Previous apartment complex says we owe it money

by Jade
(albuquerque nm us)

So a few weeks ago my family and I were looking for a new apartment, we found one but later in the weeks they called to inform us that we had been denied because a previous aparment complex is stating that we owe them $4000 dollars 3 years later. We were never late on our payments but they are stating that we owe that in damages and for having to cancel our lease less then a month early because I had lost my job. We did not leave $4000 worth of damges they very slyly did our walk thru after we moved out without our presence, and stated that we left the place trashed. We have rented many other times and have had no issues but because we put in our notice where we are now they have our place to be rented out and we now have no place to go.

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Mar 19, 2011
Previous Apartment Complex Says We Owe it Money
by: Debt Collection Answers

Although your problem may not be easy (or quick) to resolve, it's important that you try given that the apartment complex's claims could haunt you for years. Most apartment complex managers are going to check with your former landlords about what you were like as a tenant and if the information they receive is negative, they are probably not going to want to rent to you as you've already found out, regardless of whether the information is true or not. Also, if your former landlord took you to court and got a judgment against you for your unpaid rent and the damage it alleges you caused (You did not mention in your question if you had been sued.) then potential landlords will learn about the judgment when they review your credit history.

If you truly believe that you did not cause damage to your former apartment, then I recommend that you ask the complex manager for a written accounting of that damage, including copies of any photos it may have taken of the damage and how much it cost to repair the damage. Compare that information to the information that was recorded during the walk-through you should have done with your former landlord prior to moving in to your apartment. (You should have received a copy of the walk- through information.) The comparison will tell you whether any of the damage the complex claims you caused existed before you became a tenant. Also, review your former lease to determine what is says about normal wear and tear because landlords are responsible for taking care of repairs to a unit that are the result of normal wear and tear. You want to make sure that the cost of such repairs are not included in the $4,000.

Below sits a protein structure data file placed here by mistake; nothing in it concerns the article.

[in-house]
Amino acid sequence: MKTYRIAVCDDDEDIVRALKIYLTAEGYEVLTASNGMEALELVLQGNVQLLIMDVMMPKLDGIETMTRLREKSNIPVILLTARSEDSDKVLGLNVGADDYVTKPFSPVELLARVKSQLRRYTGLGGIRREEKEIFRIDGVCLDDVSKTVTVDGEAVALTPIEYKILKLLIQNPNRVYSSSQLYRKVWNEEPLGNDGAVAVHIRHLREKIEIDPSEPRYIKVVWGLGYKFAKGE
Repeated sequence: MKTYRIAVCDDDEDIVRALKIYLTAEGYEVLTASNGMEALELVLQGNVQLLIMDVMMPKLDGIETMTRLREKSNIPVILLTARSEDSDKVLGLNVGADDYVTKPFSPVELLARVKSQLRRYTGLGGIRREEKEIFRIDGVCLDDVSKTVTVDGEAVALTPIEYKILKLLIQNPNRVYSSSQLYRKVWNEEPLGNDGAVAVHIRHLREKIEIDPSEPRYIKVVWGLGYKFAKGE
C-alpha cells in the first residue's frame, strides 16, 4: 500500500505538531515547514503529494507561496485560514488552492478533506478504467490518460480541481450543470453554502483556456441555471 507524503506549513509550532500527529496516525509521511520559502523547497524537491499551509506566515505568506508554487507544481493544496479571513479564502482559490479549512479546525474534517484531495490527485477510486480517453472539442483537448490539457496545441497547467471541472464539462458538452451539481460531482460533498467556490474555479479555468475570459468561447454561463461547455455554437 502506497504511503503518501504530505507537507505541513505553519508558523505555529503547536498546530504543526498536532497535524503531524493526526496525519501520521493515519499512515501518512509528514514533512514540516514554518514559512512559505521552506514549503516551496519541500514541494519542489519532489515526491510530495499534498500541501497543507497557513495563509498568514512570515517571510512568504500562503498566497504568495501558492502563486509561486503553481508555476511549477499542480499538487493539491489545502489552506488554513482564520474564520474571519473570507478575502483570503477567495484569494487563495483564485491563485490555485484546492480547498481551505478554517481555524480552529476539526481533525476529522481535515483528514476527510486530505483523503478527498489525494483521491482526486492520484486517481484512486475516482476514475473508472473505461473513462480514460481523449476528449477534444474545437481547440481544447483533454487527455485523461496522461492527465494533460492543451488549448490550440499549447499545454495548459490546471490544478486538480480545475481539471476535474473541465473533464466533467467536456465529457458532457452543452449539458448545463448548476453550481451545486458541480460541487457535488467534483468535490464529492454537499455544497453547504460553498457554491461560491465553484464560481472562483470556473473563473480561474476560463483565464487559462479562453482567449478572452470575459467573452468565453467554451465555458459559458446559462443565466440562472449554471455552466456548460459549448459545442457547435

If after reviewing all of this information you continue to believe that you did not do $4,000 in damage to your former apartment, get in touch with an attorney in your community who specializes in landlord/tenant law. If money is tight for you, check to see if there is a Legal Aid office in your area or a landlord/tenant's council. Another option is to contact your local or state bar association to find out if it can put you in touch with an attorney who can help you for free or on a sliding scale basis according to your income. Note: If you are unable to obtain from your former landlord the information I am advising you get, schedule an appointment with an attorney anyway because the attorney may be able to help you get the information for you.

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